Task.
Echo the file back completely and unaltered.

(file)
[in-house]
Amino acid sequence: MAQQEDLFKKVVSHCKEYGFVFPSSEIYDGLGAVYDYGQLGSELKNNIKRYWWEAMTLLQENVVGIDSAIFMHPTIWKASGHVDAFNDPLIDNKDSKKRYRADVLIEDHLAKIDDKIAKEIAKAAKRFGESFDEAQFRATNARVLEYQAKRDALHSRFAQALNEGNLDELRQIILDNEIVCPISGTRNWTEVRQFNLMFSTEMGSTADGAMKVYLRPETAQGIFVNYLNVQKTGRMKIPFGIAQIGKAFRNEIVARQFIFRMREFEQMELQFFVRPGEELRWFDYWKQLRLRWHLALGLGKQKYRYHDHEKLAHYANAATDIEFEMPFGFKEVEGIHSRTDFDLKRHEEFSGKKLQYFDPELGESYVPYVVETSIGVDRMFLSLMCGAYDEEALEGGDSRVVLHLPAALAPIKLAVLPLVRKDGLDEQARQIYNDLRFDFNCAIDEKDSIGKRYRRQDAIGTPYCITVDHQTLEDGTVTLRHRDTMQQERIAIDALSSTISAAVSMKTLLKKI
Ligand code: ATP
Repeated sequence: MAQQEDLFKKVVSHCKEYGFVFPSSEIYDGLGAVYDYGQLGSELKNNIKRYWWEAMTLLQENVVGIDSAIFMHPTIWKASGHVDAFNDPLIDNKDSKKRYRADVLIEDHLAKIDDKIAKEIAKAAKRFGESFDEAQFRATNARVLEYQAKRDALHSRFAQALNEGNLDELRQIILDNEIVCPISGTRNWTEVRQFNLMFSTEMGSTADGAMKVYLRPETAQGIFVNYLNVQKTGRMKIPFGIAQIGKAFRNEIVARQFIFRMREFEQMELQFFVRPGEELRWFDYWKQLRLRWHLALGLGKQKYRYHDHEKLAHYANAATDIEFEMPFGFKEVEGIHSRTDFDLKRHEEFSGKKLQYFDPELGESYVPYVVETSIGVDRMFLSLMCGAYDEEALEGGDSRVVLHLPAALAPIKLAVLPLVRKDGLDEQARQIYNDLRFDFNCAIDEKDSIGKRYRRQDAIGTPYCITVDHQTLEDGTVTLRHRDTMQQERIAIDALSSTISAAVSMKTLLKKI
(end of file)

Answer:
[in-house]
Amino acid sequence: MAQQEDLFKKVVSHCKEYGFVFPSSEIYDGLGAVYDYGQLGSELKNNIKRYWWEAMTLLQENVVGIDSAIFMHPTIWKASGHVDAFNDPLIDNKDSKKRYRADVLIEDHLAKIDDKIAKEIAKAAKRFGESFDEAQFRATNARVLEYQAKRDALHSRFAQALNEGNLDELRQIILDNEIVCPISGTRNWTEVRQFNLMFSTEMGSTADGAMKVYLRPETAQGIFVNYLNVQKTGRMKIPFGIAQIGKAFRNEIVARQFIFRMREFEQMELQFFVRPGEELRWFDYWKQLRLRWHLALGLGKQKYRYHDHEKLAHYANAATDIEFEMPFGFKEVEGIHSRTDFDLKRHEEFSGKKLQYFDPELGESYVPYVVETSIGVDRMFLSLMCGAYDEEALEGGDSRVVLHLPAALAPIKLAVLPLVRKDGLDEQARQIYNDLRFDFNCAIDEKDSIGKRYRRQDAIGTPYCITVDHQTLEDGTVTLRHRDTMQQERIAIDALSSTISAAVSMKTLLKKI
Ligand code: ATP
Repeated sequence: MAQQEDLFKKVVSHCKEYGFVFPSSEIYDGLGAVYDYGQLGSELKNNIKRYWWEAMTLLQENVVGIDSAIFMHPTIWKASGHVDAFNDPLIDNKDSKKRYRADVLIEDHLAKIDDKIAKEIAKAAKRFGESFDEAQFRATNARVLEYQAKRDALHSRFAQALNEGNLDELRQIILDNEIVCPISGTRNWTEVRQFNLMFSTEMGSTADGAMKVYLRPETAQGIFVNYLNVQKTGRMKIPFGIAQIGKAFRNEIVARQFIFRMREFEQMELQFFVRPGEELRWFDYWKQLRLRWHLALGLGKQKYRYHDHEKLAHYANAATDIEFEMPFGFKEVEGIHSRTDFDLKRHEEFSGKKLQYFDPELGESYVPYVVETSIGVDRMFLSLMCGAYDEEALEGGDSRVVLHLPAALAPIKLAVLPLVRKDGLDEQARQIYNDLRFDFNCAIDEKDSIGKRYRRQDAIGTPYCITVDHQTLEDGTVTLRHRDTMQQERIAIDALSSTISAAVSMKTLLKKI